I have no interest in being given 140-character opinions or observations or updates -- even from people I know and like.

I don't either, that is why I am not on it. Fortunately, the United States is not a dictatorship where Tim Keown is in charge of monitoring all communications. Otherwise, each person's scope of effect on others would be limited to discussing Kobe's facial expressions.

If its use was limited to people boring each other into stupefaction with their whereabouts and their moods and their shopping habits, it would be the equivalent of an inside joke at the high school cafeteria.

It is used exactly this way for 99% of the world.

The problem is, there is a widespread attempt in the media to bring validity to the enterprise.

This widespread attempt for validity occurs when celebrities and insiders like Peter King and Ric Bucher tweet about something sports related and it has a hint of validity to it. Why would the world NOT take something these people have tweeted seriously? It's not the message format but the messenger people take seriously.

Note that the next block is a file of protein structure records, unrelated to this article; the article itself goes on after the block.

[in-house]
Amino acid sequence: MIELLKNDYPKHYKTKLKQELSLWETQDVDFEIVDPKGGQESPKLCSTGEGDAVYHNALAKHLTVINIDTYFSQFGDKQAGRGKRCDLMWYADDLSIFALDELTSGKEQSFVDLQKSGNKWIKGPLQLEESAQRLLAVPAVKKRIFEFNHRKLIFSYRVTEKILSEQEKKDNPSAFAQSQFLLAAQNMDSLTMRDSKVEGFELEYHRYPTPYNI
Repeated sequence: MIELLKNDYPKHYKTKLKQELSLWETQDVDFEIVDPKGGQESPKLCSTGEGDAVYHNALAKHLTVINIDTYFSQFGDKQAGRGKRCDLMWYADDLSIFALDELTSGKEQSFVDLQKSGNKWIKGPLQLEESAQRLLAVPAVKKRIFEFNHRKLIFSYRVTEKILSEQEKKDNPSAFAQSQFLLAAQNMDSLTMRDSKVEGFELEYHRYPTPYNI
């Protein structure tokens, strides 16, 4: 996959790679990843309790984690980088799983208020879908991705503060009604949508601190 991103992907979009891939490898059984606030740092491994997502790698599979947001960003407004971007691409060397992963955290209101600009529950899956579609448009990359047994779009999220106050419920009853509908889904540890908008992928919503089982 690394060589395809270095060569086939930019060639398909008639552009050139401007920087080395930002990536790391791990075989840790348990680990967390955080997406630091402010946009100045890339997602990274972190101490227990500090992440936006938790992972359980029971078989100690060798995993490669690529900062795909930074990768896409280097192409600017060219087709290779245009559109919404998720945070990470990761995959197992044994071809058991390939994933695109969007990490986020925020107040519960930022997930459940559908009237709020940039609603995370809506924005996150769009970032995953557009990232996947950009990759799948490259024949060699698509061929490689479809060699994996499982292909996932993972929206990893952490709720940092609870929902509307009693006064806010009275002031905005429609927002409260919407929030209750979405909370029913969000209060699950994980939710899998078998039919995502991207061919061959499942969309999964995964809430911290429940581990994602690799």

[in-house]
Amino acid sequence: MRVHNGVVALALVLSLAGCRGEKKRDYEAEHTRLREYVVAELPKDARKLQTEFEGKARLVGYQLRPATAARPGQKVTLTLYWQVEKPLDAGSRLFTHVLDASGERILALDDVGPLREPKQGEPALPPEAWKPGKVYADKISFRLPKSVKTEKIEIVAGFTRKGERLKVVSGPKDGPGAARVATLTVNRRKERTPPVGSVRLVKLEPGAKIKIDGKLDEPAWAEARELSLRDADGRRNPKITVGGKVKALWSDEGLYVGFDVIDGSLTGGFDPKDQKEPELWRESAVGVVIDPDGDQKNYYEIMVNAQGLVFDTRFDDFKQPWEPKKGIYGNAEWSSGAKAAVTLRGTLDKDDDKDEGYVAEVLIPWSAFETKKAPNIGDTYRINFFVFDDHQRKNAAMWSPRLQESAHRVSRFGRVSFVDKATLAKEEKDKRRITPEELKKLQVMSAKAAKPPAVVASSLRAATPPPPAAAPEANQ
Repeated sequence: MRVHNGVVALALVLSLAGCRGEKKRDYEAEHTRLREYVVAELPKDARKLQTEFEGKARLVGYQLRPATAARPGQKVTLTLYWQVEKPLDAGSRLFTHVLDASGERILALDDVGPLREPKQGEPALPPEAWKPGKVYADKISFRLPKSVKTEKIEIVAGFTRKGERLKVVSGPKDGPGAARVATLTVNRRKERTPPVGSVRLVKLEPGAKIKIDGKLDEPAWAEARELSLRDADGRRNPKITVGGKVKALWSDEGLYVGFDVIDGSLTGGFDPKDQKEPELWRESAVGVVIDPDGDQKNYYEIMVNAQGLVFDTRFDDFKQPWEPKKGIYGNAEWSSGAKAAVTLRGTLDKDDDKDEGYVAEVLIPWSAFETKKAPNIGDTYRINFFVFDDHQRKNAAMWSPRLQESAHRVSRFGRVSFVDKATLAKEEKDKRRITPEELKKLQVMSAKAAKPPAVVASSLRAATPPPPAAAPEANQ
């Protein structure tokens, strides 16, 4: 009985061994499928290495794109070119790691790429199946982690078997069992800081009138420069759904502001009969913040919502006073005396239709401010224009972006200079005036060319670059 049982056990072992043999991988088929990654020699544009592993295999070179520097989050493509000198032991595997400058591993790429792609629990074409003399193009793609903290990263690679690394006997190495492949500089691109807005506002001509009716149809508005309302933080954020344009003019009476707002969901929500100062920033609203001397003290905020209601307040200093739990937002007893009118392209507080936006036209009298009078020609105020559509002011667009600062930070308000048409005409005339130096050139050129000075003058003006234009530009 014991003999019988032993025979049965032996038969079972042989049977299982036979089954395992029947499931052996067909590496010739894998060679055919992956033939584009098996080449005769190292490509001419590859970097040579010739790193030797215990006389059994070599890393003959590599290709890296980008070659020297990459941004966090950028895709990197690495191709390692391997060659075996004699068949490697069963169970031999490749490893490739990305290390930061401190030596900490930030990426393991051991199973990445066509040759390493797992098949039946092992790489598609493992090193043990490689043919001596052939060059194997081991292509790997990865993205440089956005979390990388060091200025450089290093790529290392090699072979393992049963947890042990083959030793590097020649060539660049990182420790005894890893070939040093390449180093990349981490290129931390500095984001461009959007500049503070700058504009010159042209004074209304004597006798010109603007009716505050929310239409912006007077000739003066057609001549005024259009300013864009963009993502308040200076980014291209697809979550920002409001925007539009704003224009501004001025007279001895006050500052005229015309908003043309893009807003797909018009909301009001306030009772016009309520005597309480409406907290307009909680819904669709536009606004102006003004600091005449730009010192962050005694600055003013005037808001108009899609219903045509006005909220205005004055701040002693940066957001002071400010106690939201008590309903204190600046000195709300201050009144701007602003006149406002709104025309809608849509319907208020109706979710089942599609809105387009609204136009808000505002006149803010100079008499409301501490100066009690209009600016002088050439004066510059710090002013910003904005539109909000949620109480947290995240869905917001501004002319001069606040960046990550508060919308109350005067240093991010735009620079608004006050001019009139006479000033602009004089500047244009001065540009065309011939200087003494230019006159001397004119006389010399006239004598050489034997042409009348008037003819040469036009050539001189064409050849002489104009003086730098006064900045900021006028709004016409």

(And I'll say it before you do: There are exceptions, and the election protests in Iran are a big one. Without Twitter, the amount of useful information leaving that country would be minimal at best.

This is a valid way to use the technology.

I don't believe Holly Robinson Peete, a successful actress with a solid reputation, would have told a newspaper reporter the same things she wrote on Twitter.

For one thing, no one would have called Holly Robinson Peete and asked her opinion on the subject. She probably would have told her friends the same thing she put online though...therein lies the appeal of Twitter, we get her personal thoughts without knowing her.